Fungus: The Future of Building Construction

fungus will be the future of building construction
Image Source: Eelko Berkenpies, CC BY-SA 2.0

According to a post on Interesting Engineering, the process of decomposing and recycling organic matter will provide the foundation for building construction in the future. Basically, the technology will be based on fungus.

Over the years, scientists have been researching and developing technologies that will enable civil engineers to utilize fungus as a primary building material. Mushrooms, which are bodies of fungi, can quickly grow out thread-like roots known as “mycelium”. Now, it is said that scientists have already developed ways to use these web-like formations to create various construction materials, such as bricks.

One significant development in using fungus in building construction is the first mushroom brick tower in the world, designed and built in 2014 by the architectural team the Living. The 40-foot tower is built of around 10,000 bricks, which were made from fibrous fungi that grew from agricultural waste.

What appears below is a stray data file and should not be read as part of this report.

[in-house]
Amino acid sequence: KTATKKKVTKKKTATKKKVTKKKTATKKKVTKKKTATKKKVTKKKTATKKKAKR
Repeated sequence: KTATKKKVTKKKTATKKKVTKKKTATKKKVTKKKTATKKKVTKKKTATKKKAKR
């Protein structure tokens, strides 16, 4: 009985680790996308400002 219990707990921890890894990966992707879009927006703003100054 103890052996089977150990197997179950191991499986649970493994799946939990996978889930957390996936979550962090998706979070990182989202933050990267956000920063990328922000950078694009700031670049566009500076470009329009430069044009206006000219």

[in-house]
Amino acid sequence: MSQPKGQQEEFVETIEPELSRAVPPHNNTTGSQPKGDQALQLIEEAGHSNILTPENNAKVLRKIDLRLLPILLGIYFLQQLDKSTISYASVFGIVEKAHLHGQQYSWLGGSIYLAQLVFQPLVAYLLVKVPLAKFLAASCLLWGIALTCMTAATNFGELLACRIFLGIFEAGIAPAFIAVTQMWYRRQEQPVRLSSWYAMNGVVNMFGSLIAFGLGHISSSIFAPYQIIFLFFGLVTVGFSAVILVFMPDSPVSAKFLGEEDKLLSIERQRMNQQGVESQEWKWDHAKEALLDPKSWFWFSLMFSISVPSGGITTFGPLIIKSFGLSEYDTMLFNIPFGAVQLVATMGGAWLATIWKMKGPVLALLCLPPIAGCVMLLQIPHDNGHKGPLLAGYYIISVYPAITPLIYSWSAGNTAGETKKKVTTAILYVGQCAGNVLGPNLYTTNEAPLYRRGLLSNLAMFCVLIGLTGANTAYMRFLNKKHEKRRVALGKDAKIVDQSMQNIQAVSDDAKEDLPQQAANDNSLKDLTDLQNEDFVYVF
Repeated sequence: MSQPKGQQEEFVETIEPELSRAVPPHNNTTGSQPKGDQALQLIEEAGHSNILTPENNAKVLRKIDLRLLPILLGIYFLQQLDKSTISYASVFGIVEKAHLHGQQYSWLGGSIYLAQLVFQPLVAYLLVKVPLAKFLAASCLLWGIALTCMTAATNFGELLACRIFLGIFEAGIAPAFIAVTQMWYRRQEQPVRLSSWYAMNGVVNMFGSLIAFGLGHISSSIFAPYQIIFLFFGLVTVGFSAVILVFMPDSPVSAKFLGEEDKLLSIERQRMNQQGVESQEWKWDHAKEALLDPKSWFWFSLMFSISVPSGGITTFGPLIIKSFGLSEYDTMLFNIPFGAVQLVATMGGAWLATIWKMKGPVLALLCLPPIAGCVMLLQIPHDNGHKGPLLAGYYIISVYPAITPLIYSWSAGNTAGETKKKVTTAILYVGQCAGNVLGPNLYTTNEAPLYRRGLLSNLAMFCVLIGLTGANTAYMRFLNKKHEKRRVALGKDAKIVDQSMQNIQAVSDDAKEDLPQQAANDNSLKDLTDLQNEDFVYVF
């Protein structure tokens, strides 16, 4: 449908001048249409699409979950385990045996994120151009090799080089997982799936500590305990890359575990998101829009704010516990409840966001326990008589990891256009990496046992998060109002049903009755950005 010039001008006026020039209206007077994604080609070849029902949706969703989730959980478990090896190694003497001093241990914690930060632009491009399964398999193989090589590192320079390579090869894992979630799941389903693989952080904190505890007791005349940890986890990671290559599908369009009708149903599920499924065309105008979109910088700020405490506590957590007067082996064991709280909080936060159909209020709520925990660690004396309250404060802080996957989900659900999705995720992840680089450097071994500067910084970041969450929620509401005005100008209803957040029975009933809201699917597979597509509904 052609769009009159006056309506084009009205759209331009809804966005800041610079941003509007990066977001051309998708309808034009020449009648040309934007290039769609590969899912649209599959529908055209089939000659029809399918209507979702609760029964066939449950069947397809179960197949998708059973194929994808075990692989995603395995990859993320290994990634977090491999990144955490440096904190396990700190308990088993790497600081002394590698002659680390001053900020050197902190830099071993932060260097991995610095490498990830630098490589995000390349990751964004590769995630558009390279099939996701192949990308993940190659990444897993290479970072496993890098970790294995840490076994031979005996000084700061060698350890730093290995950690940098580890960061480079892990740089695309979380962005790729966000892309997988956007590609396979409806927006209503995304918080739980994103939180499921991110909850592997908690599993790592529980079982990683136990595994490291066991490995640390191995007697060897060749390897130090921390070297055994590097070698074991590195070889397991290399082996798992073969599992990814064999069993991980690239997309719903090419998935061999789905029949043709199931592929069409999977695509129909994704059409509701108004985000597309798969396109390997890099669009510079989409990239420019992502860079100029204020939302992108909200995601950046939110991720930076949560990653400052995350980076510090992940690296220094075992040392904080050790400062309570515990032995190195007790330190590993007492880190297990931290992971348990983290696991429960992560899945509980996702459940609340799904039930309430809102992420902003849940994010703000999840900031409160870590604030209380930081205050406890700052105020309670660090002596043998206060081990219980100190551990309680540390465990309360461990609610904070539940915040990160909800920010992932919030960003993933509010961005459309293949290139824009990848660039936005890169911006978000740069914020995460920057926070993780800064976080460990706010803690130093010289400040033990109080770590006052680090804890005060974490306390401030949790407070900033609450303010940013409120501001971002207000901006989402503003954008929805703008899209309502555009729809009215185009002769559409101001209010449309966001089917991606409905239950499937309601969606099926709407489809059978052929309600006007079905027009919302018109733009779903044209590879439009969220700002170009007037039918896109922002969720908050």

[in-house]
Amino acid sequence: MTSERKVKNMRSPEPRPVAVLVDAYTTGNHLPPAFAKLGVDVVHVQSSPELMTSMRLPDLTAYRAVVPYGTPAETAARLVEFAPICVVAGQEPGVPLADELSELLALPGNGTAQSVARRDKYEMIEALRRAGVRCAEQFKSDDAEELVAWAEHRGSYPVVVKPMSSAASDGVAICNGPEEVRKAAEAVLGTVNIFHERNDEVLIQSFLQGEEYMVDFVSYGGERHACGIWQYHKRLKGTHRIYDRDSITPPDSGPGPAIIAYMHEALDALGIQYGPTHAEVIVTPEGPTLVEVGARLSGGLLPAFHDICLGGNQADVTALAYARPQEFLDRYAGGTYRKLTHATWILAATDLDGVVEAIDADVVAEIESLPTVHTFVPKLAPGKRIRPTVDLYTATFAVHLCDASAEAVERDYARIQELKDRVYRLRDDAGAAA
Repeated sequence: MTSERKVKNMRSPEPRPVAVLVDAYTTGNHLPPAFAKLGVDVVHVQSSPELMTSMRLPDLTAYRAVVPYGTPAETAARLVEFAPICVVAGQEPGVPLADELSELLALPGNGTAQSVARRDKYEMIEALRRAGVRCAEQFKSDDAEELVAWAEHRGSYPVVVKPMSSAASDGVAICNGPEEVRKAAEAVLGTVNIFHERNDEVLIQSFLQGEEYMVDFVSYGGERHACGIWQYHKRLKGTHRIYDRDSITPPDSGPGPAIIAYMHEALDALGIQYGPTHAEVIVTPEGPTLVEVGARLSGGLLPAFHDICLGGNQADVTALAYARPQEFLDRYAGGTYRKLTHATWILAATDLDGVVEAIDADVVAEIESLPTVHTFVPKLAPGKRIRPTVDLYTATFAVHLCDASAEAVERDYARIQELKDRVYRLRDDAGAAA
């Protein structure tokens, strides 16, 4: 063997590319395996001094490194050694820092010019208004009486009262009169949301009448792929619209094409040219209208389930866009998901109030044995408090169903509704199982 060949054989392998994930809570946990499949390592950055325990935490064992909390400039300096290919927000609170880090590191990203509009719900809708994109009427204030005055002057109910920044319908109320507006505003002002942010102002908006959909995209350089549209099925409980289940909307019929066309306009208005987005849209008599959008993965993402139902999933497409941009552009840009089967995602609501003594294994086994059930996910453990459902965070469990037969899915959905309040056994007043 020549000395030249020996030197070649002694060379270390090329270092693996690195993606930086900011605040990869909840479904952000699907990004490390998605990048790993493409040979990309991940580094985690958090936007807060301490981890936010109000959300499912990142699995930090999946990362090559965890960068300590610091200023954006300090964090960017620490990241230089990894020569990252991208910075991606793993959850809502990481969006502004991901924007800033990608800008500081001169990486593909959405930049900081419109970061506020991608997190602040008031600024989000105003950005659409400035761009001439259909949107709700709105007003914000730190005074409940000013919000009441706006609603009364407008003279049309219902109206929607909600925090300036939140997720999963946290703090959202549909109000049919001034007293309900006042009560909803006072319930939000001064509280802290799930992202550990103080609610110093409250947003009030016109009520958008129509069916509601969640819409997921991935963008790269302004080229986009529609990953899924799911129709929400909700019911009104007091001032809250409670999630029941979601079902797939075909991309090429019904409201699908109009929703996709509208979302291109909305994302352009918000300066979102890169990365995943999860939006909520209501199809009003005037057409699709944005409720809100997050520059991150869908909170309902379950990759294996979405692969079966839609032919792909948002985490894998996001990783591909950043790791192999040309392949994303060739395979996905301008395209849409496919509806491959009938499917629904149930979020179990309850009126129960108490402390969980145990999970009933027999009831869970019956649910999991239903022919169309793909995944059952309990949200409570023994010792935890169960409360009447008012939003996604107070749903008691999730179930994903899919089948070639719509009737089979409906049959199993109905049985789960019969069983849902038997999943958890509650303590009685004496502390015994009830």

Basically, the builders made the bricks in three separate molds, which were then filled with organic matter infused with spores. After five days, the mushrooms transformed the organic matter into viable bricks. This cheap and efficient process has been known as mycelium material engineering.

However, mushroom bricks still require extensive research and development, as they are not as strong and long-lasting as concrete and other traditional building materials. As of yet, their low density makes them useful in areas that do not require much support, such as in insulation or interior wall support.